F-15E, B-1B Modernization and Upgrades

Last week Boeing was awarded two aircraft upgrading and modernization contracts, upgrading the operational capabilities of U.S. Air Force combat command F-15E Strike Eagles and B-1B Lancers.

The Air Force has granted the company to begin Low Rate Initial Production 2 (LRIP 2) of the F-15E Radar Modernization Program (RMP), replacing APG-70 radars with Raytheon APG-82(V)1 Active Electronically Scanned Array (AESA) radar systems in ten aircraft. Boeing received Milestone C authorization for six systems under LRIP 1 in September 2011. Installation of AESA radar systems is scheduled to begin in the third quarter of 2013.


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The RMP is undergoing an aggressive flight test program at Eglin Air Force Base, Fla., and Nellis Air Force Base, Nev. Boeing and Raytheon are analyzing data throughout the test phase to verify that the system’s performance meets the customer’s rigorous specifications. The RMP is the latest active F-15E fleet modification that the Air Force has identified in its Modernization Sustainment Plan. Other RMP elements include a wideband radome, modified environment control system, and modified radio frequency tunable filters, which allow the radar and electronic warfare system to operate simultaneously.

Click on the picture to launch AESA Infographic

The RMP APG-82(V)1 AESA radar will replace the F-15E strike fighter’s current APG-70 Mechanically Scanned Array radar, also produced by Raytheon. The AESA provides improved radar reliability, maintainability and performance, as well as reduced support costs. When integrated into the F-15E weapons system, the AESA radar will significantly improve detection and tracking of enemy targets.

Boeing has also won a separate contract worth $65.8 million Boeing to upgrade the B-1B bomber under a Lot 2 follow-on contract from the U.S. Air Force. This lot includes the delivery of Integrated Battle Station (IBS) modification kits to be installed in nine B-1 Lancer bomber. The IBS upgrade is designed to enhance situational awareness and communications for the crew. IBS integrates three major aircraft modifications, The upgrade includes a new Vertical Situation Display Unit for the forward cockpit replacing the obsolete monochrome pilot and co-pilot displays with four multi-functional color displays, giving the crew better situational awareness data in a user-friendly format. The new diagnostics system will add improved usability. The integration of the Link 16 data link will adds line-of-sight communications to the bomber’s existing beyond line-of-sight Joint Range Extension Applications Protocol (JREAP) data link. The two links will also employ new full-color displays with intuitive symbols and moving maps. “Combining the three major B-1 modifications into one installation will not only save taxpayer dollars, but also will allow us to get the bombers back to the field much faster and with more capability,” said Rick Greenwell, Boeing B-1 program director.

The initial Lot 1 contract was awarded in June 2011. Installation of those four kits will begin this fall at the company’s Maintenance, Repair, Overhaul and Technology Center in Oklahoma City. Civilian employees from Tinker Air Force Base will install the upgrades while Boeing employees provide engineering support. Lot 2 kit orders will begin immediately and the entire fleet will be upgraded by the end of 2019.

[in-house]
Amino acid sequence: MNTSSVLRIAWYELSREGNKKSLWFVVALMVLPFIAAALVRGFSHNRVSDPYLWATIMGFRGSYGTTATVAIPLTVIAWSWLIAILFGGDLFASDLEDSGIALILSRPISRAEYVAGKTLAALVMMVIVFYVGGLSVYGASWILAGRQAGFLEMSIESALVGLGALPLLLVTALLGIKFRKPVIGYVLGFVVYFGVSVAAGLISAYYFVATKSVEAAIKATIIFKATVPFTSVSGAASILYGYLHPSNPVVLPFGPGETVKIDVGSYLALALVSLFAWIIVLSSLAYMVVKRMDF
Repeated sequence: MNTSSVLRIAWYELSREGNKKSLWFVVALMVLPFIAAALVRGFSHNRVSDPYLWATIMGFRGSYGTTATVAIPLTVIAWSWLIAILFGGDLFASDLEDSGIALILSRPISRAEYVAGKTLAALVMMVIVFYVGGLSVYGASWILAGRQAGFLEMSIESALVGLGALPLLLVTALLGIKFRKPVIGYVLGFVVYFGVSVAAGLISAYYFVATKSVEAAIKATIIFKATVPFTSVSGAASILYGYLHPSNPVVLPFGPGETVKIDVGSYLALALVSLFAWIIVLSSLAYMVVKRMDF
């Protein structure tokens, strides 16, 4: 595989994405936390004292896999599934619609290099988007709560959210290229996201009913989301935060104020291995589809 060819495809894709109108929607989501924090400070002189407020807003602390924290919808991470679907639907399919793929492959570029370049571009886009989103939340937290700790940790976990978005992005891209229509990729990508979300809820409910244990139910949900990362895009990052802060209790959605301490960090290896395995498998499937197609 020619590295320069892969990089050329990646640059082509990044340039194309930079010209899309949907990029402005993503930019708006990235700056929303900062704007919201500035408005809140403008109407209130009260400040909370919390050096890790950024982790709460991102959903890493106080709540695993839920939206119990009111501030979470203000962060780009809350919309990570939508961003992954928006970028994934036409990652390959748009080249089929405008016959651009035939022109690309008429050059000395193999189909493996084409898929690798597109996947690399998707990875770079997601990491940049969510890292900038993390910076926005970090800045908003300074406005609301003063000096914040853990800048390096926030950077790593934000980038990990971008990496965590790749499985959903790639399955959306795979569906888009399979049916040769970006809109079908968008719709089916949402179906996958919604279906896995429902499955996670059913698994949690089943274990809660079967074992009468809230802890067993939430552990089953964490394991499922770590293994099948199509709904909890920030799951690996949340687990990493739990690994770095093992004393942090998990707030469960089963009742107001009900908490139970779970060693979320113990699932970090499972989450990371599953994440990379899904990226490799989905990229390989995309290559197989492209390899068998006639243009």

Northrop Grumman Deliver First RMIP Radar Upgrade for B-1B

Under a separate contract, Northrop Grumman recently delivered the first upgraded radar for the B-1B, the company produces these upgrade kits under a series of U.S. Air Force contracts worth a combined total of $161 million, for the B-1’s Radar Reliability and Maintainability Program (RMIP). Sofar one radar kit has since been installed on a B-1 aircraft based at Ellsworth Air Force Base, S.D. Two additional kits have been delivered to Dyess Air Force Base, Texas, and were installed in June.

“this upgrade is projected to significantly enhance B-1 mission readiness” sais Maj. Daniel P. Walters, Air Force program manager, B-1 radar. Replacing two line-replaceable units in the B-1’s AN/APQ-164 radar to RMIP will improve the radar’s reliability and maintainability. The modification kit includes a new radar receiver and transmitter, a radar processing computer and a reconfigured software package. The new hardware will provide flexibility to expand the bomber’s mission capabilities as new technologies become available. The B-1 fleet was manufactured primarily during the 1980s. “With this upgrade, the B-1 fleet will remain combat-ready for our warfighters.” said Tim Winter, vice president of Global Sensor Solutions at Northrop Grumman.

The Air Force awarded Northrop Grumman a $65 million RMIP base contract in September 2010 for 22 modification kits, with options worth an additional $95 million have since been awarded for another 38 kits. Northrop Grumman developed the RMIP upgrade prior to receiving the 2010 production contract.

B-1B Lancer Cockpit as it looks today. Maj. Anthony Mincer and Capt. Brian Buschur, 9th Expeditionary Bomb Squadron, sit in the cockpit of a B-1B Lancer bomber as they run through the preflight checks to prepare the aircraft for a mission at a Southwest Asia air base Dec. 29, 2007. (Photo: U.S. Air Force by Staff Sgt. Douglas Olsen)